ST. PAUL -- "Country First" is John McCain's motto and the theme of the convention that nominated him for president. But what does it mean? And if country is first, where does that leave God? Family? Party?
Country First means different things to the delegates. They say it rarely rises to McCain's heroism at the Hanoi Hilton but could include Barack Obama's decision to skip a lucrative job after law school to run a voting rights program.
To the delegates, Country First means patriotism, sacrifice and service, in all forms.
It's a young Marine on the USS Iwo Jima headed for someplace dangerous. It's a church group fighting to open a homeless shelter in Montana. It's putting on your Coast Guard auxiliary uniform and rushing toward Hurricane Katrina when your wife is pregnant — and hoping your example isn't lost on your kids.
To Texas delegate Yantis Green, it's as easy as giving blood every two weeks and as hard as sending a son off to war. He says that when he first heard the slogan, "I thought, 'That makes sense. That's John McCain.' But then I realized it applies to what we all should be doing."
Politically, the Country First theme has the advantage of focusing voters on the country rather than on a party led by an unpopular president. McCain began to use the phrase consistently this summer, when he began to talk more about his experience as a prisoner of war in Vietnam.
After hearing it invoked by speaker after speaker, in video after video, delegates began to consider what Country First meant in their own lives.
•Bill Nojay, a small businessman from upstate New York, thought of his decision to become a volunteer EMT and drive an ambulance nights after work.
•Jim DiBlasi, a former Marine officer, thought of his promise to a frightened infantryman on the eve of Operation Desert Storm: "You might die, but you won't die alone. I'll be two steps in front of you." And he thought of the two men who served under him who later died in Iraq.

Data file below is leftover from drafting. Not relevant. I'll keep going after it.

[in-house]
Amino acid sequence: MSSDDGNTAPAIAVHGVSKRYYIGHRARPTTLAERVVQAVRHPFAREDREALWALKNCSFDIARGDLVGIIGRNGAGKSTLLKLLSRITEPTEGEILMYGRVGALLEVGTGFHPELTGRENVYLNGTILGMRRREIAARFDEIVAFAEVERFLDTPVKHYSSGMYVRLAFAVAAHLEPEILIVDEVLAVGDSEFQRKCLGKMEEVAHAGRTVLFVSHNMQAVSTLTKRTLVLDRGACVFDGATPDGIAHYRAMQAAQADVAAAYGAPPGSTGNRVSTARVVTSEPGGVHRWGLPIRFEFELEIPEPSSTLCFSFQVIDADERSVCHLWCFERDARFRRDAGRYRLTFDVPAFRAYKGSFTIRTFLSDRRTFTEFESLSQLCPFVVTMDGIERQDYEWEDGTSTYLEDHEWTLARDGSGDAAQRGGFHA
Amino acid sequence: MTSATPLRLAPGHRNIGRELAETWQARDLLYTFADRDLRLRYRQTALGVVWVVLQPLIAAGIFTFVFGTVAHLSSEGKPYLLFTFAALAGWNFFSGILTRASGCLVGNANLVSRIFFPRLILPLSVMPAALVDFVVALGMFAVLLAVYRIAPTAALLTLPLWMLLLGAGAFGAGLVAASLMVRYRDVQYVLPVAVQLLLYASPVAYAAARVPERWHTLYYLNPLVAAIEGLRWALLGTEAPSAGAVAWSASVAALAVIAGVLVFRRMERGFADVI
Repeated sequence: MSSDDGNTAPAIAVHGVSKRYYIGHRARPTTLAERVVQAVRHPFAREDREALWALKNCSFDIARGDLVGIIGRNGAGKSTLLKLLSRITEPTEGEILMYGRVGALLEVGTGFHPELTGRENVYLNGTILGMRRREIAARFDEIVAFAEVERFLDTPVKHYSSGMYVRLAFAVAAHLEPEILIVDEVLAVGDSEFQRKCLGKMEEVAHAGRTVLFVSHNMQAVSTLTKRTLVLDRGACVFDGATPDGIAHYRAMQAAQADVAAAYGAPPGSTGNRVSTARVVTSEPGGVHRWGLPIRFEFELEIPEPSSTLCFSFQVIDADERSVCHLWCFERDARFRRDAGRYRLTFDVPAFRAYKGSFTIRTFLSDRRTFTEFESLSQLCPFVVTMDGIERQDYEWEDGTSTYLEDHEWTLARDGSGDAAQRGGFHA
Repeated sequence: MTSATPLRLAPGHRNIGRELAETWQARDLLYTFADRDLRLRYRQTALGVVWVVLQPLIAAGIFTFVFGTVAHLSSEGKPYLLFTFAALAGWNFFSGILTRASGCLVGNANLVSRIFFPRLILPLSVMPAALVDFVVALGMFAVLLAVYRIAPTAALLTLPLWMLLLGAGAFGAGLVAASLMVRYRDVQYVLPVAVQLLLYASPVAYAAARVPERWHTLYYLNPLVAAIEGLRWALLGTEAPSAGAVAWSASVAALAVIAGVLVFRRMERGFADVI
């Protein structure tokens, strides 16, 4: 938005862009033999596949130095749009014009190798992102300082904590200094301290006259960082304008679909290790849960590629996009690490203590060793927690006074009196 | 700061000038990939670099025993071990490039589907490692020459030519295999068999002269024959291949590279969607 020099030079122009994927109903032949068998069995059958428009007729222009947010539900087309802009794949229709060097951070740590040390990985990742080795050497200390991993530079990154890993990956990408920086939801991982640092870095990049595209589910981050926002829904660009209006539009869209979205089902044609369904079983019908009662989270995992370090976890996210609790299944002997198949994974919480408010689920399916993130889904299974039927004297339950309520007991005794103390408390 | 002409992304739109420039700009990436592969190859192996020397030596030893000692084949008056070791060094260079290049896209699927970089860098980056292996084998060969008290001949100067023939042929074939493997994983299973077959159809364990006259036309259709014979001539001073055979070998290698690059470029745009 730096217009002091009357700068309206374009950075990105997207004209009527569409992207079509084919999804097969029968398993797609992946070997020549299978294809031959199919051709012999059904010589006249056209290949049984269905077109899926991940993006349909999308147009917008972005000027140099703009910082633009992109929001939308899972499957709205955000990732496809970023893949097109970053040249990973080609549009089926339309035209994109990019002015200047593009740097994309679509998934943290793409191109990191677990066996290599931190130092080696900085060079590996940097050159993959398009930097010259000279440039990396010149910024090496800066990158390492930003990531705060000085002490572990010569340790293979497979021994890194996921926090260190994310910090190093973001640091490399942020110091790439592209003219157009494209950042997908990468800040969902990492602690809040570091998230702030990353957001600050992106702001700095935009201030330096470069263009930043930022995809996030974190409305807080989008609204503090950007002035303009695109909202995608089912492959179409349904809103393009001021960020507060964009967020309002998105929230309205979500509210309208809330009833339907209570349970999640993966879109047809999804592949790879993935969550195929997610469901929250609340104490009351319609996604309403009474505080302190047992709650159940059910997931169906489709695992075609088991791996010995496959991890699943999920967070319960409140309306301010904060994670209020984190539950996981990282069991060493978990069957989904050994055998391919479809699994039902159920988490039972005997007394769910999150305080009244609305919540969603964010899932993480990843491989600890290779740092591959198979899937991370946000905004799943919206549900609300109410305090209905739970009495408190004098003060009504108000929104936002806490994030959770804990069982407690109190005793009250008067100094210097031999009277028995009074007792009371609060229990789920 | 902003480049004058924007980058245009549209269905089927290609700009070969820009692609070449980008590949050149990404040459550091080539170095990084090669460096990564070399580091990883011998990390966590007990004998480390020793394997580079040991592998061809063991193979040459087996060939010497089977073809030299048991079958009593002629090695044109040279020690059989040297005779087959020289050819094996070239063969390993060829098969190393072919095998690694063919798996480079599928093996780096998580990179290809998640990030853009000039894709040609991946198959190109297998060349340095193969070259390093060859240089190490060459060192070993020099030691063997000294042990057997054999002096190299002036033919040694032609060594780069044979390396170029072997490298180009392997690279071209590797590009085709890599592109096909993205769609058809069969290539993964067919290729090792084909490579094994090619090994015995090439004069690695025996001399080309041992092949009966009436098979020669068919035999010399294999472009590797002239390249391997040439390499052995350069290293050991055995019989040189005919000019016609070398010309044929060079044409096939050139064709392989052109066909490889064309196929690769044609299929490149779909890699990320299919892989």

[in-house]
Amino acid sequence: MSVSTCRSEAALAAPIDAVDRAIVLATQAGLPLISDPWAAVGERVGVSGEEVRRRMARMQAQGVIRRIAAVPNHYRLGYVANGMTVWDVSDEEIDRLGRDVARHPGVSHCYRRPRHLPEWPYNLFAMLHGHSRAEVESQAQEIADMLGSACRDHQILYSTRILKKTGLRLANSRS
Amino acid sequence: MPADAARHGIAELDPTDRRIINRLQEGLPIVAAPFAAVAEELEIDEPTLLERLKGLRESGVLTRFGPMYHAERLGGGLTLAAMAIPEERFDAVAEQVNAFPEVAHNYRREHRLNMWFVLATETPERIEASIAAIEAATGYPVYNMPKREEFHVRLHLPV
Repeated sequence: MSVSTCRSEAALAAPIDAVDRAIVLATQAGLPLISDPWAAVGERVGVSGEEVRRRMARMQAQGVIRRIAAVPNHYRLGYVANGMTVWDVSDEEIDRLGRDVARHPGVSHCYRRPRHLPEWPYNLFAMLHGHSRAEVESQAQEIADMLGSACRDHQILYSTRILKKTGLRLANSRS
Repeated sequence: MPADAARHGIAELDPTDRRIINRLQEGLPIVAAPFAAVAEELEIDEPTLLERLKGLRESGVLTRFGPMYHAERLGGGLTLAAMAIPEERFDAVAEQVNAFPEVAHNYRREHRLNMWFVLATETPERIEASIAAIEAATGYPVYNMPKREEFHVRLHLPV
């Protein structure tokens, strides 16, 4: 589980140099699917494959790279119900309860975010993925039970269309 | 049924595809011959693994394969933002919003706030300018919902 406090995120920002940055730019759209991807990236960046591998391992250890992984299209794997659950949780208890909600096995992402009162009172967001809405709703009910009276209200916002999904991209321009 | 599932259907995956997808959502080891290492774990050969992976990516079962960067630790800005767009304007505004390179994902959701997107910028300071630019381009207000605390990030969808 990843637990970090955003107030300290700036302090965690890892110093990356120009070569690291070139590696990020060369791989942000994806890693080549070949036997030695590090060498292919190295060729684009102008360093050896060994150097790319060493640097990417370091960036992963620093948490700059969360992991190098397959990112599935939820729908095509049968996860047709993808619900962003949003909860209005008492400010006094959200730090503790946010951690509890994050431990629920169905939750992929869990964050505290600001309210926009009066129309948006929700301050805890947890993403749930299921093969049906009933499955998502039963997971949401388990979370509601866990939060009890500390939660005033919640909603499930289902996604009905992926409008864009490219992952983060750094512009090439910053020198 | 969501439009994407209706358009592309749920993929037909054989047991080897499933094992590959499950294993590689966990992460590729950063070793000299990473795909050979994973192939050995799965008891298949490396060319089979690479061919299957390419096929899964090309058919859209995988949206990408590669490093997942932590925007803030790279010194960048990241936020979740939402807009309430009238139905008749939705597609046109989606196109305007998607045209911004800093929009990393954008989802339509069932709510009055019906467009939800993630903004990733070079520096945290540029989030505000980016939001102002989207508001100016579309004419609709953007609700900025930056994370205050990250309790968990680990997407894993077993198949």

•John Murphy, a New Jersey county legislator, thought about how he backed a deal to allow county land to be used for a municipal park, even though it made a Democratic mayor look good.
"I feel awkward talking about that in the same context as a guy who was tortured in the Hanoi Hilton," he says, referring to McCain's wartime prison camp, "but that's something I could do."
Delegates say Country First doesn't mean God Second.
"Our country is directed by God. It's not one or the other," says Karen Pfaehler of Montana.
"We're 'One Country under God,' " agreed Ryan Owens, a young Oklahoma delegate.
Family is something else. As Pfaehler points out, anyone who volunteers for military service in some way risks putting country ahead of family. But several delegates insisted on the primacy of the family. "Any nation's moral compass is its families. Without that, we really have no nation," says Todd Burkhalter of Alabama.
Everyone at the convention seems to agree that Country First means country over party. Pfaehler says, "It's a great slogan because it means let's all put the United States first and our political party second."
In speeches Wednesday, former New York City mayor Rudy Giuliani and GOP vice presidential nominee Sarah Palin belittled Obama's experience as a community organizer.
Several delegates say that kind of service also is a way of putting country first, considering how much money Obama could have made as a top graduate of the Harvard Law School. "I certainly think that was an honorable sacrifice," Burkhalter says. Green agreed: "No one can take that away from Barack Obama."